There are only 14 countries in the world which offer full legal protections to women; according to Business and the Law 2023, recently published by the World Bank.
Germany and the Netherlands have recently been added to the list of countries that provide full equal rights for women, according to the World Bank. The report, Women, Business and the Law 2023, assesses 190 nations and ranks them on a scale of 0-100 for gender equality. Shockingly, only 14 countries received a perfect score of 100. The list includes Belgium, Canada, Denmark, France, Greece, Iceland, Ireland, Latvia, Luxembourg, Portugal, Spain, Sweden, Germany, and the Netherlands. This means that these countries offer legal protections to both men and women, ensuring true gender equality. Unfortunately, many other countries have scored below 30, highlighting the continued disparity in gender rights worldwide.
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Women, Business, and The Law 2023
Germany and the Netherlands were the newcomers among those rated at 100 points this year. Both countries equalized parental leave entitlements between the sexes. In the case of Germany, the law changes occurred before the past 12 months but the country received a revised score as part of this year’s report, hitting 100 percent equality for the first time.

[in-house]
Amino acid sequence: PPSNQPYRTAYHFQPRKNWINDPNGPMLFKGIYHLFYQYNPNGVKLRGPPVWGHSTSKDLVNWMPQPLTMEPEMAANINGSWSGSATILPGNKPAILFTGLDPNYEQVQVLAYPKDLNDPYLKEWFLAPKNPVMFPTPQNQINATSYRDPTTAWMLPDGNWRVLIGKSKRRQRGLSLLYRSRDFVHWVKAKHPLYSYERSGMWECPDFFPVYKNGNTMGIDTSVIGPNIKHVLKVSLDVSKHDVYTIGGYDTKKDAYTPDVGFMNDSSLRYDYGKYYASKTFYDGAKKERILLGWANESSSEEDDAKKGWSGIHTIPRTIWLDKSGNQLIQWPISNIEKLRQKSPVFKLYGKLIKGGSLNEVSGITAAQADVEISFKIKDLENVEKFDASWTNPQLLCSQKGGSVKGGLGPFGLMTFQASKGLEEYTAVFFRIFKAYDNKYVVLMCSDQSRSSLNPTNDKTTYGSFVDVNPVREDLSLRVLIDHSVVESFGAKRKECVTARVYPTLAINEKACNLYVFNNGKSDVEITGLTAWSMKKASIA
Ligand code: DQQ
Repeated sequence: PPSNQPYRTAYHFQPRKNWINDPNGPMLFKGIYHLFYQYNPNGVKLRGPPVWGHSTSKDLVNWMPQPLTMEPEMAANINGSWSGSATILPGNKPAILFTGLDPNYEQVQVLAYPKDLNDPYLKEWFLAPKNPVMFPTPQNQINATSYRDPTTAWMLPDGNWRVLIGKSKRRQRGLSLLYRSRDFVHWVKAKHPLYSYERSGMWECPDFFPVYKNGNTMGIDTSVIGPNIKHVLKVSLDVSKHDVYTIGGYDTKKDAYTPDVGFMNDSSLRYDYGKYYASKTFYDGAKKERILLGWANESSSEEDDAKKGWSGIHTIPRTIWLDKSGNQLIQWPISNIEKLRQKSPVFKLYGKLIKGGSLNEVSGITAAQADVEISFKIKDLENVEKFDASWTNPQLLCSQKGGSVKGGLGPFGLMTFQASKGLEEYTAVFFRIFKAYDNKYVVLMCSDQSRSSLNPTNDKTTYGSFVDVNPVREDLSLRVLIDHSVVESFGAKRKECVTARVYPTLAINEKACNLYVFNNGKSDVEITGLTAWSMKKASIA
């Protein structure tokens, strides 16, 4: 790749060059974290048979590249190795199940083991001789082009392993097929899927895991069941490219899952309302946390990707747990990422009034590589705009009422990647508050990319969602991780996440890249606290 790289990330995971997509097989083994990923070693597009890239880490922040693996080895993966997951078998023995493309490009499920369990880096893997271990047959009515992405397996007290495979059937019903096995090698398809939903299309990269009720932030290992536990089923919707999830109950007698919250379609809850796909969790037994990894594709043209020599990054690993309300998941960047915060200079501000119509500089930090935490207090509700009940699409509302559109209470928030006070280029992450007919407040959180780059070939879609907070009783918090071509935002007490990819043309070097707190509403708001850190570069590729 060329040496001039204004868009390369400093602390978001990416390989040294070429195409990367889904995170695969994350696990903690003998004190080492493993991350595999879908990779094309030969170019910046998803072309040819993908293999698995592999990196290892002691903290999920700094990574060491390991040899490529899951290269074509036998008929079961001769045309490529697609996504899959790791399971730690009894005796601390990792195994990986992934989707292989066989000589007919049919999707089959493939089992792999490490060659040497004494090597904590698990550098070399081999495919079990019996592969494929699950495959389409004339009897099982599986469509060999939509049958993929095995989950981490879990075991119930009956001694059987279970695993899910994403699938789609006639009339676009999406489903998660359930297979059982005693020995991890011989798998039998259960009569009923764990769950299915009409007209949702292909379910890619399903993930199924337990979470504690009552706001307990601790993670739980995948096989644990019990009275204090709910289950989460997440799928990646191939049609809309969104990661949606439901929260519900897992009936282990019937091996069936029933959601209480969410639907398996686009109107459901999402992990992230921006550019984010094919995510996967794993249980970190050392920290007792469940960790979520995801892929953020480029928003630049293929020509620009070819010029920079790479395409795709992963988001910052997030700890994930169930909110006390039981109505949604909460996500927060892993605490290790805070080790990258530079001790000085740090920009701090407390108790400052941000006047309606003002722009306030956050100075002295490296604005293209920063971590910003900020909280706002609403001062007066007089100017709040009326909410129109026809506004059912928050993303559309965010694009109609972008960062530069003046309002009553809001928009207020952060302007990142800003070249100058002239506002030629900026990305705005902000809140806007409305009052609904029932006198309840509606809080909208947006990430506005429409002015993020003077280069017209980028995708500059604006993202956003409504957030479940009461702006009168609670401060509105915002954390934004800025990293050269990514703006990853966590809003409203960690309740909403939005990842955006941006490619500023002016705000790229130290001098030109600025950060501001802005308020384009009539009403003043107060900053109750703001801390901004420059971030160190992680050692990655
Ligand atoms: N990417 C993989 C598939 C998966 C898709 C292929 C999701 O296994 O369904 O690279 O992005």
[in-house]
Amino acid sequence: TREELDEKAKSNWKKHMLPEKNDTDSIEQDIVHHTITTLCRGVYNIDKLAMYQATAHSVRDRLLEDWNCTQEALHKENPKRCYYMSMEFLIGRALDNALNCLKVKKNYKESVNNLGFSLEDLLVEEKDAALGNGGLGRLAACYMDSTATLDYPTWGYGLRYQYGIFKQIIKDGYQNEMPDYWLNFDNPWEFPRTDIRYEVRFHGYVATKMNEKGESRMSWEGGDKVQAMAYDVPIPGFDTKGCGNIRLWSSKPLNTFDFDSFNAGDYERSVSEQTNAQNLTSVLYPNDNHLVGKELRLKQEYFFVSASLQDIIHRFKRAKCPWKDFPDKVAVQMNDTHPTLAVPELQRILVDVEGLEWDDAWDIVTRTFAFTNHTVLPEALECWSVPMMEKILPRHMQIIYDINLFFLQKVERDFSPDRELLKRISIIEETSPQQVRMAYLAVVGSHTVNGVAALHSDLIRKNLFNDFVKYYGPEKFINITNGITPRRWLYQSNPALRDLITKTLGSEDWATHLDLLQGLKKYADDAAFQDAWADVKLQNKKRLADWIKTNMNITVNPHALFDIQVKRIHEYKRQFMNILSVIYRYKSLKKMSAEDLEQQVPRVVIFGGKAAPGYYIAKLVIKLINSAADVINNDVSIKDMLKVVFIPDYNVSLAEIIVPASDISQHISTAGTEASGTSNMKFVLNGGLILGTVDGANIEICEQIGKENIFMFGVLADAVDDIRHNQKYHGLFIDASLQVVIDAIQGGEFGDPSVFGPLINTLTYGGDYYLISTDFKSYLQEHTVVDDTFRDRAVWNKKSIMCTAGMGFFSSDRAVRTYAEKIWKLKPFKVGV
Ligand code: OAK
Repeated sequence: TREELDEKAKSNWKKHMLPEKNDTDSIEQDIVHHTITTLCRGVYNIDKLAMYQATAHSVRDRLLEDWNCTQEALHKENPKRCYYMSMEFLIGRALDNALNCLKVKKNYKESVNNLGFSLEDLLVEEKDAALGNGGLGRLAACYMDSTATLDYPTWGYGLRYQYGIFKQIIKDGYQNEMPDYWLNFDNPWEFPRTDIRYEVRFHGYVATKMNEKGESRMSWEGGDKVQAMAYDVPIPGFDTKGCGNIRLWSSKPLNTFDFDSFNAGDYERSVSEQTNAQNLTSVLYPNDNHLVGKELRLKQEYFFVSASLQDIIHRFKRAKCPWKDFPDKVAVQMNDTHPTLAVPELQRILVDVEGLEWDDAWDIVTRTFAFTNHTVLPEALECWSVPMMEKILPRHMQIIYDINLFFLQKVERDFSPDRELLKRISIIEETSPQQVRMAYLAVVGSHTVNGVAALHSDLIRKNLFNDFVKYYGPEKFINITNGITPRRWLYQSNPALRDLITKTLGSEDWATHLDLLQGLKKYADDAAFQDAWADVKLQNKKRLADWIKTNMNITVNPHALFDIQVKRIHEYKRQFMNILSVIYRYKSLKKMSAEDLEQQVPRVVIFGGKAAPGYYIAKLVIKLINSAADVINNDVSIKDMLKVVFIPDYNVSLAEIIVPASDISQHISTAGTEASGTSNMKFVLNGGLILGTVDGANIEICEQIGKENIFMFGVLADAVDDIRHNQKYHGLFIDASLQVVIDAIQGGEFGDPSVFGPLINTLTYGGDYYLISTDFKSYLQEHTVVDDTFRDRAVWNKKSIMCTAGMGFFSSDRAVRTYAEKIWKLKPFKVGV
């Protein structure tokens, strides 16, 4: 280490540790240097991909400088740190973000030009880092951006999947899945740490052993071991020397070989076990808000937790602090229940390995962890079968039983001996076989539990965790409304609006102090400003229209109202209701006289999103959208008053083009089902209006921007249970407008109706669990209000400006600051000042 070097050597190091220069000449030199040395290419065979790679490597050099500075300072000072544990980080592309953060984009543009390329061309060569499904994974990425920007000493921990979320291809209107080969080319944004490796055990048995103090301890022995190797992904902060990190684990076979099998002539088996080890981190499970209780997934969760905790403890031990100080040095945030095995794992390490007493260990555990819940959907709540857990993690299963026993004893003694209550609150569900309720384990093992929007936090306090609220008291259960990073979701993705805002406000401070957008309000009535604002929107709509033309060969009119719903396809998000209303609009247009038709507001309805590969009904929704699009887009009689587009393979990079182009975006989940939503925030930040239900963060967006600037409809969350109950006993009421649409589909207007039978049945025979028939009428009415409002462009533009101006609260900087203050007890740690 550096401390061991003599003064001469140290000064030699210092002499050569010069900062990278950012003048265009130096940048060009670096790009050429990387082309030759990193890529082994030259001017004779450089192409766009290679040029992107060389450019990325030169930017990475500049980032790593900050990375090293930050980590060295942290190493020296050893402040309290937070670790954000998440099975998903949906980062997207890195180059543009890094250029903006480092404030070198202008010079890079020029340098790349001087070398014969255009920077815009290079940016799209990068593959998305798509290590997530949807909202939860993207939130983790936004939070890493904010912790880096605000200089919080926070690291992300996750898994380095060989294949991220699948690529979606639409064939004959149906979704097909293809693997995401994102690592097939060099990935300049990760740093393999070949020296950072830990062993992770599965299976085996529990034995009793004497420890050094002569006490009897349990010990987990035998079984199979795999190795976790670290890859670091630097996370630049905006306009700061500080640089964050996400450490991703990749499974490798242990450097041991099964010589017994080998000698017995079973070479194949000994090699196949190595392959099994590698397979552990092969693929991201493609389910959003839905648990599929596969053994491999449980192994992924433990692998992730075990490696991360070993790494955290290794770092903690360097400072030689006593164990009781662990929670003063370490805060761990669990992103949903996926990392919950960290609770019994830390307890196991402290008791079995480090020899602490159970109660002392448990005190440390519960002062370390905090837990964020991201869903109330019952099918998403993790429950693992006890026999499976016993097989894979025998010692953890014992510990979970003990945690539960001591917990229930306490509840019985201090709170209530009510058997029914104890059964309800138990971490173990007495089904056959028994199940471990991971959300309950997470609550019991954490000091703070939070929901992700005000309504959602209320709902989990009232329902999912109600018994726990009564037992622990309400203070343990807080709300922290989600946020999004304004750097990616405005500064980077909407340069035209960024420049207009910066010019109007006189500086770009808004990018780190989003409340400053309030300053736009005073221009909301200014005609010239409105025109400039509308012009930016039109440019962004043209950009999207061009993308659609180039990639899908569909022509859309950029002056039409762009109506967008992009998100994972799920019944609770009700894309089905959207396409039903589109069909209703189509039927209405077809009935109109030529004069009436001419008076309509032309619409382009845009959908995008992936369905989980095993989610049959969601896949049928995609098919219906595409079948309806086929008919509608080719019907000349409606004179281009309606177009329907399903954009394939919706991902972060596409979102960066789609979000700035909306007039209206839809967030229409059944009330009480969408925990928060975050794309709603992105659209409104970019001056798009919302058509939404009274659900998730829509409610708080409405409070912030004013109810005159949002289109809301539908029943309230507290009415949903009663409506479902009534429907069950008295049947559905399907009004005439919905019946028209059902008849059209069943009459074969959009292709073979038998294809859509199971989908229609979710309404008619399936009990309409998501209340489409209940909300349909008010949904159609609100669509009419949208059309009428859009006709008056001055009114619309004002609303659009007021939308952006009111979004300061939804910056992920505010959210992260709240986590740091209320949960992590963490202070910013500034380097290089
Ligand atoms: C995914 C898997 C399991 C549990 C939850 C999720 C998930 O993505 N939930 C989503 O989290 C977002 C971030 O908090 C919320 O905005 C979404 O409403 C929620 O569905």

99 places out of the 190 assessed countries and territories ranked at 80 percent or above, up from 98 in 2022 and 94 in 2021. Saudi Arabia, which came in last as recently as 2019, has improved its score following new laws implemented in the country and now ranks 136th at 71.3 percent. The last place in the 2023 ranking went to the West Bank and Gaza (26.3 percent), ahead of Yemen (26.9 percent), Sudan (29.4 percent) and Qatar (29.4 percent).
Women, Business and the Law 2023 assesses women’s interactions with the law throughout their careers using eight indicators that align with the economic decisions women make at various stages of their lives. These indicators are Mobility, Workplace, Pay, Marriage, Parenthood, Entrepreneurship, Assets, and Pension. The data in the report is current as of October 1, 2022, and the indicators are used to build evidence of the relationship between legal gender equality and women’s entrepreneurship and employment.
The report aims to contribute to policy discussions about the state of women’s economic opportunities by examining the economic decisions women make as they progress through different stages of their working lives and legal reforms in the areas measured by the indicators. By doing so, it provides valuable insights into how legal gender equality affects women’s economic outcomes.
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